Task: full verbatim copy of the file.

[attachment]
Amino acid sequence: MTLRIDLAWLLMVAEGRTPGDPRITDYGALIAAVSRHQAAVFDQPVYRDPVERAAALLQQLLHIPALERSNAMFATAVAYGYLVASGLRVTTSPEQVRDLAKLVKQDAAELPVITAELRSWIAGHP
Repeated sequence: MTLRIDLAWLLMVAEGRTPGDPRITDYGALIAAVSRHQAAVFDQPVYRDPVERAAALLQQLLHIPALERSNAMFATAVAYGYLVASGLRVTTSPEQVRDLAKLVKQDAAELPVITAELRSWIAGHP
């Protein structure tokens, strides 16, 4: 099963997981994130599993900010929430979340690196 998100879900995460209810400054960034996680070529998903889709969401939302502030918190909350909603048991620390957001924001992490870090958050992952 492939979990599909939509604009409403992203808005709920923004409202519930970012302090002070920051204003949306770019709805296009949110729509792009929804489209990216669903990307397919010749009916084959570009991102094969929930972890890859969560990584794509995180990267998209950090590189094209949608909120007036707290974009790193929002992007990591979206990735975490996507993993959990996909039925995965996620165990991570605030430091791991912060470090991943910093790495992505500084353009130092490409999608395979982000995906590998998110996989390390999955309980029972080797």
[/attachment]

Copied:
Amino acid sequence: MTLRIDLAWLLMVAEGRTPGDPRITDYGALIAAVSRHQAAVFDQPVYRDPVERAAALLQQLLHIPALERSNAMFATAVAYGYLVASGLRVTTSPEQVRDLAKLVKQDAAELPVITAELRSWIAGHP
Repeated sequence: MTLRIDLAWLLMVAEGRTPGDPRITDYGALIAAVSRHQAAVFDQPVYRDPVERAAALLQQLLHIPALERSNAMFATAVAYGYLVASGLRVTTSPEQVRDLAKLVKQDAAELPVITAELRSWIAGHP
């Protein structure tokens, strides 16, 4: 099963997981994130599993900010929430979340690196 998100879900995460209810400054960034996680070529998903889709969401939302502030918190909350909603048991620390957001924001992490870090958050992952 492939979990599909939509604009409403992203808005709920923004409202519930970012302090002070920051204003949306770019709805296009949110729509792009929804489209990216669903990307397919010749009916084959570009991102094969929930972890890859969560990584794509995180990267998209950090590189094209949608909120007036707290974009790193929002992007990591979206990735975490996507993993959990996909039925995965996620165990991570605030430091791991912060470090991943910093790495992505500084353009130092490409999608395979982000995906590998998110996989390390999955309980029972080797």